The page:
The Cardturner is a beautifully written and tightly plotted novel about oneAdapted from my write-up for YA/MG Book Battle because I'm basically lazy.
The Cardturner is a beautifully written and tightly plotted novel about one young man and his relationship with his “favorite uncle” Trapp, and how that relationship changes because of the relatively prosaic game of bridge. Maybe it takes someone like Sachar to make bridge, now the province of the old and uncool, interesting to an audience of young people, but make it interesting he does, and I’m incredibly impressed by that. Sachar’s strong characterization on all levels is also impressive, because everyone Alton interacts with is unique and well-defined, even the one-off bridge partners he and Trapp encounter. It’s this skill with characterization, I think, that makes Alton’s romantic entanglements so compelling, particularly since it’s uncommon to see a boy as the POV character in a love triangle. And then there’s the story behind Trapp and the great love of his life—a story in which legend and history are tangled in a way that makes that love story far more resonant even than Alton's.
This isn't Sachar's strongest work. It's slow-paced, not very exciting, and there are all those sections on bridge that might be off-putting to a young reader, even if Sachar does provide useful summaries and shows how to skip the longer bits if you want. But the only way I can really call those things flaws is to set up some artificial standard by which all YA fiction should be judged, and I’m not going to do that. Besides, all those things make the book what it is: tightly plotted, smoothly characterized, and all without the seams showing.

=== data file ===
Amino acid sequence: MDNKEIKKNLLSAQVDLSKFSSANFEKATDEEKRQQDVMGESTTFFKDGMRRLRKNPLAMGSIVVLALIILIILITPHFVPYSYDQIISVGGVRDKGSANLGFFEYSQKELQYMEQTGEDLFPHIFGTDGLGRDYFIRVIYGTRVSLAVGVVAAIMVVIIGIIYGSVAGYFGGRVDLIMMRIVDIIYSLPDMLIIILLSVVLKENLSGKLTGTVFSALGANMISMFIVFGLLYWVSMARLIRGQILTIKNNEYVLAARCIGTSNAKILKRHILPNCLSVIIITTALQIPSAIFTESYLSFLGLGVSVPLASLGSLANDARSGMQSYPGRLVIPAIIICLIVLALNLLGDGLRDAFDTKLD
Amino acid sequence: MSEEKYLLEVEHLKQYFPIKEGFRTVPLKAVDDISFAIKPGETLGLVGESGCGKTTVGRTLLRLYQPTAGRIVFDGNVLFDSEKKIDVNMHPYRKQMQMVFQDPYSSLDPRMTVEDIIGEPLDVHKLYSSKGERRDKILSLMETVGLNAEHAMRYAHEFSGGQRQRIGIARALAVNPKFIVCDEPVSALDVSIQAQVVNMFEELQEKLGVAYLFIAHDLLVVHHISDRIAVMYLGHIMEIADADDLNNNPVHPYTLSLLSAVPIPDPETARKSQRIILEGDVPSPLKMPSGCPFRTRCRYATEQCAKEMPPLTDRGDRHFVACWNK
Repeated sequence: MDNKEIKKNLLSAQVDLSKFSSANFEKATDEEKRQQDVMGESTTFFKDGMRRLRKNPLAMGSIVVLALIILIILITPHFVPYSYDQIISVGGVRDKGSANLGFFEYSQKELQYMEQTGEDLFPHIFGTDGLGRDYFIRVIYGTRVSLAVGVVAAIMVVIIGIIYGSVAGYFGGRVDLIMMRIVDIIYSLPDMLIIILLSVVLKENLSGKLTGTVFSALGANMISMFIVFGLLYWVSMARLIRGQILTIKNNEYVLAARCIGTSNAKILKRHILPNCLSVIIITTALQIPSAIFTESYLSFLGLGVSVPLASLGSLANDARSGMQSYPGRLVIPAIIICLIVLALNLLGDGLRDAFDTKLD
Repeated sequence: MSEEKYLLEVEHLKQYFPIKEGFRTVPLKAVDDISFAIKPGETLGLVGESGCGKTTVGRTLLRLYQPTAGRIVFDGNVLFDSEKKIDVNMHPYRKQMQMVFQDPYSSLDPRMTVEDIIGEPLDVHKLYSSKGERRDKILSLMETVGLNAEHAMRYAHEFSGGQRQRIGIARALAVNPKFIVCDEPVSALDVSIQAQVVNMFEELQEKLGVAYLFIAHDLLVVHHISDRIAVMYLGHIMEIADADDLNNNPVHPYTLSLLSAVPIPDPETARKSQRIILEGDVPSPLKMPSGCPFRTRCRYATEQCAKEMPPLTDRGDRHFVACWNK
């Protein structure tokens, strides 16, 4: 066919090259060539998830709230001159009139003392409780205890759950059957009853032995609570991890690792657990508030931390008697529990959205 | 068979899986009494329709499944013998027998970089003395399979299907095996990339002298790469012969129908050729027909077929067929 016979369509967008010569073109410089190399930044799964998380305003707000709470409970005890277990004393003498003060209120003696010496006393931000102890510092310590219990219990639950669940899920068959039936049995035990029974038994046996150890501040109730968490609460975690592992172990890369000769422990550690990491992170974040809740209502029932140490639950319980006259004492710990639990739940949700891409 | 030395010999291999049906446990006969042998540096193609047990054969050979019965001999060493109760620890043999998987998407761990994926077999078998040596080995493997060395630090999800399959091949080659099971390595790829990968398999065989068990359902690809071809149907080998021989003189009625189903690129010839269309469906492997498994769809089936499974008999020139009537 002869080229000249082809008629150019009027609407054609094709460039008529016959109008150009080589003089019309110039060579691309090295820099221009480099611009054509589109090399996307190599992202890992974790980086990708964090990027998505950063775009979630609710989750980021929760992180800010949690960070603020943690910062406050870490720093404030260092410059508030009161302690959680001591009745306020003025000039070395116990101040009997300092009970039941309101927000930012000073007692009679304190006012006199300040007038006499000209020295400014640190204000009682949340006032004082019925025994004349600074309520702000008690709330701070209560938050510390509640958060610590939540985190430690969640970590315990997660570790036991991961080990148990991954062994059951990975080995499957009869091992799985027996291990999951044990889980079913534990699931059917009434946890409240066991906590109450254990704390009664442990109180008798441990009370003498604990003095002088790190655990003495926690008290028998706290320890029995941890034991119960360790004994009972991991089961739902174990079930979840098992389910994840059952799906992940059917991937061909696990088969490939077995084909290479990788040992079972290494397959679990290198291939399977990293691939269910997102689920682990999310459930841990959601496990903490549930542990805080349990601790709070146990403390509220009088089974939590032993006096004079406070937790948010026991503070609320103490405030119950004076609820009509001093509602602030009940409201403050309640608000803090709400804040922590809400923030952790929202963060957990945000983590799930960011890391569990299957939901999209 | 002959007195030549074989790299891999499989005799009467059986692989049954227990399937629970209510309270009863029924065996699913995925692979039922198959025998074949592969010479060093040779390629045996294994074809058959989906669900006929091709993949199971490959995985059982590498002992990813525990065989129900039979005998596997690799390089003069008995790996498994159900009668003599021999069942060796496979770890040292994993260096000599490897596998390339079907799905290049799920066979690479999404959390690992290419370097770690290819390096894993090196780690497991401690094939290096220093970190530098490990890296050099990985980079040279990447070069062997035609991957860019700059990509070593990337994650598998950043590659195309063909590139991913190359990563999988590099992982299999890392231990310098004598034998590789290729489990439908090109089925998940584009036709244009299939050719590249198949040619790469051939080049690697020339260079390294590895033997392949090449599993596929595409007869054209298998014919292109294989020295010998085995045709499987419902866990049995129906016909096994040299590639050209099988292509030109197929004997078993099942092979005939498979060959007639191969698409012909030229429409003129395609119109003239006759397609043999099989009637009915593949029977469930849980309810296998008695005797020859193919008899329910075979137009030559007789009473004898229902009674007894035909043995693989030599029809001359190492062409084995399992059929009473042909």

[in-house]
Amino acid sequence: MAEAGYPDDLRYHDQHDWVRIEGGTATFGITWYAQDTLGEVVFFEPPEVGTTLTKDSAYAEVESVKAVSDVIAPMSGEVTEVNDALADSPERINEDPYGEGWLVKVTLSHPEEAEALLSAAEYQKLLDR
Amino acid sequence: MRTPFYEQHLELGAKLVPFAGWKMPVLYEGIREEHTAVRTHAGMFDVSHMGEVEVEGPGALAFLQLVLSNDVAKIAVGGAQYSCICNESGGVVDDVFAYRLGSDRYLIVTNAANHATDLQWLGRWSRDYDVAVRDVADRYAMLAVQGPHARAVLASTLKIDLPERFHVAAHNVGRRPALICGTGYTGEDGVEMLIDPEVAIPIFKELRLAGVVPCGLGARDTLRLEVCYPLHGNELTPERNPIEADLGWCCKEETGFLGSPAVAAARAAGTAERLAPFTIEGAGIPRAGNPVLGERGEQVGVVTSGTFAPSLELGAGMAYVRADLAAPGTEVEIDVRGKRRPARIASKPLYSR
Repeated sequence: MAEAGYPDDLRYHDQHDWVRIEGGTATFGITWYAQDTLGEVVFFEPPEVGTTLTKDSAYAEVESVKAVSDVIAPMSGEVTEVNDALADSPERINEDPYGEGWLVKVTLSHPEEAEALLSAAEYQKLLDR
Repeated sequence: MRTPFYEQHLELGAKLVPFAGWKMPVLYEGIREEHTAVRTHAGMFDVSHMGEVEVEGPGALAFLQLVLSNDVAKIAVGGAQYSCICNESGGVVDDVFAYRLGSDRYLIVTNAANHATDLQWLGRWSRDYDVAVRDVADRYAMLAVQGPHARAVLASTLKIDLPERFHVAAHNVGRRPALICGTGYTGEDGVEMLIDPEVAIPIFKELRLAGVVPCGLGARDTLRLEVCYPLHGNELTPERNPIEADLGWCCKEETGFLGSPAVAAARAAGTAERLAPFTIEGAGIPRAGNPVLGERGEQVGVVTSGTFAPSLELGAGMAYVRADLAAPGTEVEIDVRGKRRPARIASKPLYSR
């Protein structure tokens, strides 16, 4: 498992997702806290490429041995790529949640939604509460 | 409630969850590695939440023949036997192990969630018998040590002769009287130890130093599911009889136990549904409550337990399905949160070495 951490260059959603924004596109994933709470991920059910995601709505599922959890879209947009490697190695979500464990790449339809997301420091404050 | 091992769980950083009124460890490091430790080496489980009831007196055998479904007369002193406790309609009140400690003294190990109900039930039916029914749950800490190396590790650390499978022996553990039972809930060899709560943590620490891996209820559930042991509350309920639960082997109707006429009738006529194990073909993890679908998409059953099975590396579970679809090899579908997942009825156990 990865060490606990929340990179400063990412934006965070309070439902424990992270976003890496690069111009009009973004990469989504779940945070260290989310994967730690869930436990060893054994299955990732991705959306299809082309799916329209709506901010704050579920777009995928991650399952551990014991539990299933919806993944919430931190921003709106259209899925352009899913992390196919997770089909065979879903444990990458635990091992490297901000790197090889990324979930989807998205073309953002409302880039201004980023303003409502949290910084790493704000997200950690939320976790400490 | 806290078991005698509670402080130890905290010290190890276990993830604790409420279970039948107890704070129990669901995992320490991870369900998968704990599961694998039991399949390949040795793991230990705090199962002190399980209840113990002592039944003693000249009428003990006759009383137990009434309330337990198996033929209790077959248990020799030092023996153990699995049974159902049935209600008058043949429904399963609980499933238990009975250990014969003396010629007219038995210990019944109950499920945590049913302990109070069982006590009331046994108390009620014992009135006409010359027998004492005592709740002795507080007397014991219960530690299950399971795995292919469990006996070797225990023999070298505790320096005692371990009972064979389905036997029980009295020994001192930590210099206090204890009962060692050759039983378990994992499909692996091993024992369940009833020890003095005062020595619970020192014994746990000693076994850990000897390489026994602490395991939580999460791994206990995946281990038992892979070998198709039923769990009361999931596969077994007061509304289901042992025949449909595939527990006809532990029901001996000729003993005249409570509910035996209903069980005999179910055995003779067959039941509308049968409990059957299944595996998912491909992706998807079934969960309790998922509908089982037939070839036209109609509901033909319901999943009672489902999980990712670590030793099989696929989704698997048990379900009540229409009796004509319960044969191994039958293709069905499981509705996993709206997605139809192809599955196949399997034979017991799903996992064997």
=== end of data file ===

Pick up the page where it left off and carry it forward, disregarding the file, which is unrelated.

Alton’s voice is evocative of youth, from his vocabulary to his approach to life. As the book begins, he’s rather...laid-back is the wrong word, but so is apathetic; he’s somewhere in the middle, willing to take action if he’s pressed into it, but like so many teens uncertain of what he wants to take action about. He’s honest enough not to want to have anything to do with his great-uncle Trapp, wealthy great-uncle Trapp whom Alton’s parents have been pushing him toward since he was a child, hoping Trapp will write them, or at least Alton, into his will. And Trapp isn’t any more enthusiastic about having Alton around; his treatment of Alton as not very bright and probably not very reliable is exactly the way you’d expect a man of seventy-odd years to treat a teenage boy. Their relationship progresses in a way that feels natural, with both Alton and Trapp overcoming their respective first impressions of each other to come to a state of mutual respect, so when I reached the first climax (there are two) I was engaged enough with both characters to be emotionally moved.